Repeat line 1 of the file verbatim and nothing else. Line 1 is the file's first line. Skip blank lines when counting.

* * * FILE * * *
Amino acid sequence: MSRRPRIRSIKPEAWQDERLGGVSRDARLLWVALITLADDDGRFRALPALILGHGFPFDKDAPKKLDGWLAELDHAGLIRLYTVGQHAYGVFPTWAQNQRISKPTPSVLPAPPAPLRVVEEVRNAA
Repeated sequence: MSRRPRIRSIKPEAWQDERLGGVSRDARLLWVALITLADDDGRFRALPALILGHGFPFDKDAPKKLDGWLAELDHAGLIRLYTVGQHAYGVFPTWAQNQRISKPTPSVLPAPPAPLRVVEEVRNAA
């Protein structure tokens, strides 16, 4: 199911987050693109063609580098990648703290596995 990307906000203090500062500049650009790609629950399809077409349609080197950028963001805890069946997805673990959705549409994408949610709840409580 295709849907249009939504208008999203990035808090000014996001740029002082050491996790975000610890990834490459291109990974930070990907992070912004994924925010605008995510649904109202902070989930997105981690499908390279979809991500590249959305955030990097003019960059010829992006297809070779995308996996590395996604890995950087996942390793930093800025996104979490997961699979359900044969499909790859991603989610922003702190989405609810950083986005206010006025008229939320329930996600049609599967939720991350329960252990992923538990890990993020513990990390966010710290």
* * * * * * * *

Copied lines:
Amino acid sequence: MSRRPRIRSIKPEAWQDERLGGVSRDARLLWVALITLADDDGRFRALPALILGHGFPFDKDAPKKLDGWLAELDHAGLIRLYTVGQHAYGVFPTWAQNQRISKPTPSVLPAPPAPLRVVEEVRNAA